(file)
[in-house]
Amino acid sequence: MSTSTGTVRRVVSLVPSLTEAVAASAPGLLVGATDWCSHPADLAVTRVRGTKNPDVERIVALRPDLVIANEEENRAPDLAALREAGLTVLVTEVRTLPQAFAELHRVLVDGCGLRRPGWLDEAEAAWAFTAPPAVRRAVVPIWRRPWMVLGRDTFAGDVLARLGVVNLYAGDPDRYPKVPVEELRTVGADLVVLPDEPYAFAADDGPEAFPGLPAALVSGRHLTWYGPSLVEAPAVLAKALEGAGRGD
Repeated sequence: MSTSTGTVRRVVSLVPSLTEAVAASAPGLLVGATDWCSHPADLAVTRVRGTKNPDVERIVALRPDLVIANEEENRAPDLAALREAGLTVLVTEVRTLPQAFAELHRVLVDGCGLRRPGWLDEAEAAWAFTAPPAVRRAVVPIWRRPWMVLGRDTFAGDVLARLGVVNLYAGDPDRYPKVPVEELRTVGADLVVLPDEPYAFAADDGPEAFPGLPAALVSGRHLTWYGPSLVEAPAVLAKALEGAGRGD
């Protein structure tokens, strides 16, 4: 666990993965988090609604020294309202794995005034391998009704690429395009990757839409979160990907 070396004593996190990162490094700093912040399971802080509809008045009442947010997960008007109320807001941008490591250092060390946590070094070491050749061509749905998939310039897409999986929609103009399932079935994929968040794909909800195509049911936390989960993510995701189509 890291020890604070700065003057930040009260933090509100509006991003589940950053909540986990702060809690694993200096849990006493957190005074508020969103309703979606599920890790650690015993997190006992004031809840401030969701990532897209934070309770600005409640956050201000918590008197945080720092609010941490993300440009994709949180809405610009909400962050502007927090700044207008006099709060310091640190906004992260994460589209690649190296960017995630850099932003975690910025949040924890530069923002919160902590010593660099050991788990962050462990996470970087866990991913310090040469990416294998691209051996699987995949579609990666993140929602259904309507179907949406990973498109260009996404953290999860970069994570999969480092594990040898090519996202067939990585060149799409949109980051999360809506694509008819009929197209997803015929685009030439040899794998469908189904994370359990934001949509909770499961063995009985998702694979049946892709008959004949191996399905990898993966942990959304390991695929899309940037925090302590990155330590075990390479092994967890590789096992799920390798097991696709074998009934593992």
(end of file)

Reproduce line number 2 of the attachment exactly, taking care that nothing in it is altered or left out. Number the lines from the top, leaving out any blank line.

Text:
Amino acid sequence: MSTSTGTVRRVVSLVPSLTEAVAASAPGLLVGATDWCSHPADLAVTRVRGTKNPDVERIVALRPDLVIANEEENRAPDLAALREAGLTVLVTEVRTLPQAFAELHRVLVDGCGLRRPGWLDEAEAAWAFTAPPAVRRAVVPIWRRPWMVLGRDTFAGDVLARLGVVNLYAGDPDRYPKVPVEELRTVGADLVVLPDEPYAFAADDGPEAFPGLPAALVSGRHLTWYGPSLVEAPAVLAKALEGAGRGD